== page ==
By Whitney Harder

**(Feb. 24, 2015)** – Ingrid Daubechies, the first female full professor of mathematics at Princeton and first woman president of the International Mathematical Union, will deliver the 2015 van Winter Memorial Lecture in Mathematical Physics at the University of Kentucky Thursday, Feb. 26.

Her lecture, "The Master's Hand: Can Image Analysis Detect the Hand of the Master?" will take place from 4-5 p.m. Thursday, Feb. 26, in Room 155 of the Chemistry-Physics Building.

Daubechies, the James B. Duke Professor of Mathematics at Duke University, will describe wavelets, a mathematical tool used for the analysis and compression of images (including for digital cinema). She will also explain how wavelets have been used recently for the study of paintings by Van Gogh, Goossen van der Weyden, Gauguin, and Giotto.

Daubechies obtained her doctoral degree in theoretical physics in 1980, and worked at the Vrije Universiteit Brussel until 1987. At the Courant Institute of Mathematical Sciences in New York, she made her best-known discovery: based on quadrature mirror filter-technology, she constructed compactly supported continuous wavelets that would require only a finite amount of processing. This breakthrough enabled wavelet theory to enter the realm of digital signal processing.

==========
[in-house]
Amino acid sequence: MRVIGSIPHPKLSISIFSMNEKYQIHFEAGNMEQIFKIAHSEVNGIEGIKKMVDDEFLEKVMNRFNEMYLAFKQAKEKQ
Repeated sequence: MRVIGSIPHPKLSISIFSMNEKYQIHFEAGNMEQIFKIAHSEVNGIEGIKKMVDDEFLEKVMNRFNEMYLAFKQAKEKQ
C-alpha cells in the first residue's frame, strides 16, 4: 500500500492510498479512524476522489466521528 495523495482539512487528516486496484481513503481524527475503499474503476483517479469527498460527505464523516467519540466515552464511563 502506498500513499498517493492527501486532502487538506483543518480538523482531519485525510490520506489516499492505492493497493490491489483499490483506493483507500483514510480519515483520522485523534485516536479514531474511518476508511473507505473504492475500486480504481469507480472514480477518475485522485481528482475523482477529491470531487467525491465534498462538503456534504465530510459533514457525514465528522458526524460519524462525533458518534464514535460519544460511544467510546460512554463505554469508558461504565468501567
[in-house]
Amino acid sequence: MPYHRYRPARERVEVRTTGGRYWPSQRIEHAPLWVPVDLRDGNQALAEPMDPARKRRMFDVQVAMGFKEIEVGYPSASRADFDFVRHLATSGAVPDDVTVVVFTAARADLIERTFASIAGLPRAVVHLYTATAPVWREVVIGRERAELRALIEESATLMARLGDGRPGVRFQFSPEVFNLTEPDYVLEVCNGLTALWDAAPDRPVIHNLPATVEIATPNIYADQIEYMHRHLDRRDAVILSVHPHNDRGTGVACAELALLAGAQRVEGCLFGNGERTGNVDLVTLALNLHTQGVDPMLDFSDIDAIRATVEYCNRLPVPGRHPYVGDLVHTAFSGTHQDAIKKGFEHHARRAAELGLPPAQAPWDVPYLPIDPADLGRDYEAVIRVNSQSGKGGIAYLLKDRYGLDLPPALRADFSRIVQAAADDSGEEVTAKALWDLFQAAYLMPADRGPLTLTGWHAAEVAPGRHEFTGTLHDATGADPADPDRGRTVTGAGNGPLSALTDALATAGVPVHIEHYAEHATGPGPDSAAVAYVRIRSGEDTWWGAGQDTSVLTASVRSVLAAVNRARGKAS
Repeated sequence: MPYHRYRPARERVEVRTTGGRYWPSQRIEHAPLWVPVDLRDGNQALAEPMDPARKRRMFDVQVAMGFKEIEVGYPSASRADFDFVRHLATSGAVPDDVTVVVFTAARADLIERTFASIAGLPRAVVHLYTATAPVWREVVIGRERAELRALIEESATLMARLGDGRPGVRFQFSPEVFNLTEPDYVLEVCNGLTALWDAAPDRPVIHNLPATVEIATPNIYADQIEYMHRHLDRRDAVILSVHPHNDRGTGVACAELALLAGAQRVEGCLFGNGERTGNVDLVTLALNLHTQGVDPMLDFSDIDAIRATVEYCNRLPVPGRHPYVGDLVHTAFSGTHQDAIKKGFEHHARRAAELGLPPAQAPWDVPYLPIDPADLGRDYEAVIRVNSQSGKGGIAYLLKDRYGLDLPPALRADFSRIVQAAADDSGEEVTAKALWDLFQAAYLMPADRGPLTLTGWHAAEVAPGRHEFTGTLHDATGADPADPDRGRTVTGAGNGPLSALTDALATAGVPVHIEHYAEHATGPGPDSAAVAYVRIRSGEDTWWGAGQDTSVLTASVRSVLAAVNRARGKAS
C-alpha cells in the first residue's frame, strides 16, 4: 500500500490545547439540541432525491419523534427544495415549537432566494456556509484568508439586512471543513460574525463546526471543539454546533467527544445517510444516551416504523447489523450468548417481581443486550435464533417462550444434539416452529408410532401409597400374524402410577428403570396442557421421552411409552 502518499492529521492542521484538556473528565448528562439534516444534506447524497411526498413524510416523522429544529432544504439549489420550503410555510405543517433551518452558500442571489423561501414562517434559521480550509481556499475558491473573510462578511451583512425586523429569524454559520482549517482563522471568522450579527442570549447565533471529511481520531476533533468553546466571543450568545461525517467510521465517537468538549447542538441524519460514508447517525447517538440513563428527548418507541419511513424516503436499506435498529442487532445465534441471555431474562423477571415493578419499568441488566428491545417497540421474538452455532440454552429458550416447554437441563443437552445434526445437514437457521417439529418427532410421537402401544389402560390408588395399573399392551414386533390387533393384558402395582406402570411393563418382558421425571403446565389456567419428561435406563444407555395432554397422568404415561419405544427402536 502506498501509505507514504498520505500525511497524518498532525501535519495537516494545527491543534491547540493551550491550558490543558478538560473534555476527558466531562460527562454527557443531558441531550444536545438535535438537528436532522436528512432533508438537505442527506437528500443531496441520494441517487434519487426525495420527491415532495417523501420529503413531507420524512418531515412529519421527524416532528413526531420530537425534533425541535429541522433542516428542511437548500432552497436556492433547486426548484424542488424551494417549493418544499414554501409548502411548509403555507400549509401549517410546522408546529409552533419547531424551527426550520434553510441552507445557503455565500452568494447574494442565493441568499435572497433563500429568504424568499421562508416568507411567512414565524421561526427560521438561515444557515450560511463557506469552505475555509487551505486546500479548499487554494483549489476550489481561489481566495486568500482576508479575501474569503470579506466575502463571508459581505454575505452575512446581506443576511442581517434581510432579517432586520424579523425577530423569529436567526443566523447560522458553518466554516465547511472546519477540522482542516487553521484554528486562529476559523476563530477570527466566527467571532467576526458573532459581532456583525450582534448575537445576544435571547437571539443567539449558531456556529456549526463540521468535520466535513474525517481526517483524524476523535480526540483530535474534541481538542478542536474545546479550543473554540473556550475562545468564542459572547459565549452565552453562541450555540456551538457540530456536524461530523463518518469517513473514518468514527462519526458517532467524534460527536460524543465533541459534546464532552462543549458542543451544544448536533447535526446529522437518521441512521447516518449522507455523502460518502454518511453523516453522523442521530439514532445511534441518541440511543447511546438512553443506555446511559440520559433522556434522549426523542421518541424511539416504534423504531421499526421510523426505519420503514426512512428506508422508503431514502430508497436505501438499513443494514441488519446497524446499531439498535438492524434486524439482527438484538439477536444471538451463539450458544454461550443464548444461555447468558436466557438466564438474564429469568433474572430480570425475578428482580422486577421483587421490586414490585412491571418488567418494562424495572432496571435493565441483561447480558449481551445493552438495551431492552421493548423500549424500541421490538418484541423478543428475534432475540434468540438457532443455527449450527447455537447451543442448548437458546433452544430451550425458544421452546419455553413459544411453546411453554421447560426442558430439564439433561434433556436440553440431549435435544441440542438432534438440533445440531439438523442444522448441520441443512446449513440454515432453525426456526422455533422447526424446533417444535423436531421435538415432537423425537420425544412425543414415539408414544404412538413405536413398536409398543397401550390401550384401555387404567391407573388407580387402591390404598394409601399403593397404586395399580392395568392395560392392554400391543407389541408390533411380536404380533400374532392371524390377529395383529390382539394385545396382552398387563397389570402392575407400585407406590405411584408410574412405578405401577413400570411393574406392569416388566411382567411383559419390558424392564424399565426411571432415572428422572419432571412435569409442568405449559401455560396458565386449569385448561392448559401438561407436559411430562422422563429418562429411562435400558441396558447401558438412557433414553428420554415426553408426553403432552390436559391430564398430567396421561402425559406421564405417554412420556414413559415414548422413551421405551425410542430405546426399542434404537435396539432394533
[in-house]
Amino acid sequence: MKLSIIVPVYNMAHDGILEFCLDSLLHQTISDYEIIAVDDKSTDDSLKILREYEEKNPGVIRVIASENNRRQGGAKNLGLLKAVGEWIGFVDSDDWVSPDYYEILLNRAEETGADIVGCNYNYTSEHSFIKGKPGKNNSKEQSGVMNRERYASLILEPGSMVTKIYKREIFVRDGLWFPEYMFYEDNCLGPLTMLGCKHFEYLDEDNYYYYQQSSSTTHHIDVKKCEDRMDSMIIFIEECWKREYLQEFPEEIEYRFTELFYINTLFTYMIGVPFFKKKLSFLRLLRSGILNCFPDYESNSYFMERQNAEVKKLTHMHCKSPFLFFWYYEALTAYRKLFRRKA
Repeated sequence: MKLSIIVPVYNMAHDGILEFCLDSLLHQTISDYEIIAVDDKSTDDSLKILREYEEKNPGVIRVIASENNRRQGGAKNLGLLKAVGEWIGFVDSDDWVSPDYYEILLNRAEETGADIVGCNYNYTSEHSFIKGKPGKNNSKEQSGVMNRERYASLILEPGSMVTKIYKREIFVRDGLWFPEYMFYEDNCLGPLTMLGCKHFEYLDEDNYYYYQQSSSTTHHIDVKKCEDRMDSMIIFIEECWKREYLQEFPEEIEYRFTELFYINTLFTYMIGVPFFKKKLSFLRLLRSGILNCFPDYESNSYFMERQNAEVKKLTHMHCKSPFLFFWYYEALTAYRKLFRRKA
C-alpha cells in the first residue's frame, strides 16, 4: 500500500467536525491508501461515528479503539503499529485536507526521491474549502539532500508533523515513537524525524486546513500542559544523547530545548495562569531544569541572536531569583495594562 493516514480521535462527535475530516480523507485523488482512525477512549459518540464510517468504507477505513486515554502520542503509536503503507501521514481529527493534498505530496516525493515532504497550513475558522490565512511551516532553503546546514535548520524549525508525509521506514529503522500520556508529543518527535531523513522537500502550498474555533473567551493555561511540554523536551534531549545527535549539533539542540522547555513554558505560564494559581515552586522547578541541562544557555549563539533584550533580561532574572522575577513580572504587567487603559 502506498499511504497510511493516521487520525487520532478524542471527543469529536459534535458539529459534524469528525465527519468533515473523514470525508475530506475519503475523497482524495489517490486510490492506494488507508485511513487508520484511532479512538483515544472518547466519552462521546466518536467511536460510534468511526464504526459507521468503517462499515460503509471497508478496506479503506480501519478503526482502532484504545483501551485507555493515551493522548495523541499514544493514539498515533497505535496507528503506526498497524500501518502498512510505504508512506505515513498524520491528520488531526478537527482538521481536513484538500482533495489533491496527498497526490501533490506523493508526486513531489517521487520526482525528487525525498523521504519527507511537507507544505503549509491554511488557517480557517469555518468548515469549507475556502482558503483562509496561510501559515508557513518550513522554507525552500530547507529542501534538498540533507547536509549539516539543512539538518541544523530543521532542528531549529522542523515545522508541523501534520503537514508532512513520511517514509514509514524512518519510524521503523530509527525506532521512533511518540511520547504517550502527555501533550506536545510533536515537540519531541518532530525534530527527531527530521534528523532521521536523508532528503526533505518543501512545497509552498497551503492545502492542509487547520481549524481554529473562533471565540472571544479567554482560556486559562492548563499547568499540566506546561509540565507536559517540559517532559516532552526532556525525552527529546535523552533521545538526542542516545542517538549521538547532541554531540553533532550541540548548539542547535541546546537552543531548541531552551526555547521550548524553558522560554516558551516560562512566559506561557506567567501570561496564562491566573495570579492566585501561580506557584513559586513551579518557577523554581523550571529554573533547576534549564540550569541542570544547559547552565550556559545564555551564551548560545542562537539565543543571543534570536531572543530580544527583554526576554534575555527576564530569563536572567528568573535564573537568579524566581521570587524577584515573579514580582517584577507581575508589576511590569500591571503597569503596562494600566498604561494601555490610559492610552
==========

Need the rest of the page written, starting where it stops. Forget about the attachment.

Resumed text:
In July 1987, Daubechies joined the AT&T Bell Laboratories' New Jersey facility at Murray Hill. From 1994 to 2010, she was a professor of mathematics at Princeton University where she directed the Program in Applied and Computational Mathematics.

Professor Daubechies has been awarded the Louis Empain Prize for Physics in 1984, and the American Mathematical Society (AMS) Steele Prize for Exposition for her book “Ten Lectures on Wavelets” in 1994. In 1997, she was awarded the AMS Ruth Lyttle Satter prize, and in the following year Professor Daubechies was elected to the United States National Academy of Sciences.

In 2000, she became the first woman to receive the National Academy of Sciences Award in Mathematics for excellence in published mathematical research. Among other accolades, Debauchies was also the first woman president of the International Mathematical Union from 2011-2014.

The van Winter Memorial Lecture honors the memory of Clasine van Winter, who held a professorship in the Department of Mathematics and the Department of Physics and Astronomy from 1968 to her retirement in 1999. Professor van Winter specialized in the study of multiparticle quantum systems; her contributions include the Weinberg-van Winter equations for a multiparticle quantum system, derived independently by van Winter and Professor Steven Weinberg, and the so-called HVZ Theorem, which characterizes the essential spectrum of multiparticle quantum systems. van Winter died in October of 2000.